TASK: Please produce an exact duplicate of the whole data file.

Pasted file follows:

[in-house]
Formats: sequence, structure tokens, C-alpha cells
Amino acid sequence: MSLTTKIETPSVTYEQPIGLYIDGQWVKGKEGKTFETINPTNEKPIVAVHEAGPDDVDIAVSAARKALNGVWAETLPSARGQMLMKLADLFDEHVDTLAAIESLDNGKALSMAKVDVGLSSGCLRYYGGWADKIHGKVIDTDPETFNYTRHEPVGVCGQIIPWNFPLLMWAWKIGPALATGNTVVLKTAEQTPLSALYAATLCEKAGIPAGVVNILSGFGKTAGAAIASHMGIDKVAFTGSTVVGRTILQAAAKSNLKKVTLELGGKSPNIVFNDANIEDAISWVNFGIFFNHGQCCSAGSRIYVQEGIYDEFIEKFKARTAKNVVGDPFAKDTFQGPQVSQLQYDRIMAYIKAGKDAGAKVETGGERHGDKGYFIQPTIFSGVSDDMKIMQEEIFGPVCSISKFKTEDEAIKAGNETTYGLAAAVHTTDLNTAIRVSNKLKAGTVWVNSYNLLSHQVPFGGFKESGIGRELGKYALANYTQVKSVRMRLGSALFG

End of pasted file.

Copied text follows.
[in-house]
Formats: sequence, structure tokens, C-alpha cells
Amino acid sequence: MSLTTKIETPSVTYEQPIGLYIDGQWVKGKEGKTFETINPTNEKPIVAVHEAGPDDVDIAVSAARKALNGVWAETLPSARGQMLMKLADLFDEHVDTLAAIESLDNGKALSMAKVDVGLSSGCLRYYGGWADKIHGKVIDTDPETFNYTRHEPVGVCGQIIPWNFPLLMWAWKIGPALATGNTVVLKTAEQTPLSALYAATLCEKAGIPAGVVNILSGFGKTAGAAIASHMGIDKVAFTGSTVVGRTILQAAAKSNLKKVTLELGGKSPNIVFNDANIEDAISWVNFGIFFNHGQCCSAGSRIYVQEGIYDEFIEKFKARTAKNVVGDPFAKDTFQGPQVSQLQYDRIMAYIKAGKDAGAKVETGGERHGDKGYFIQPTIFSGVSDDMKIMQEEIFGPVCSISKFKTEDEAIKAGNETTYGLAAAVHTTDLNTAIRVSNKLKAGTVWVNSYNLLSHQVPFGGFKESGIGRELGKYALANYTQVKSVRMRLGSALFG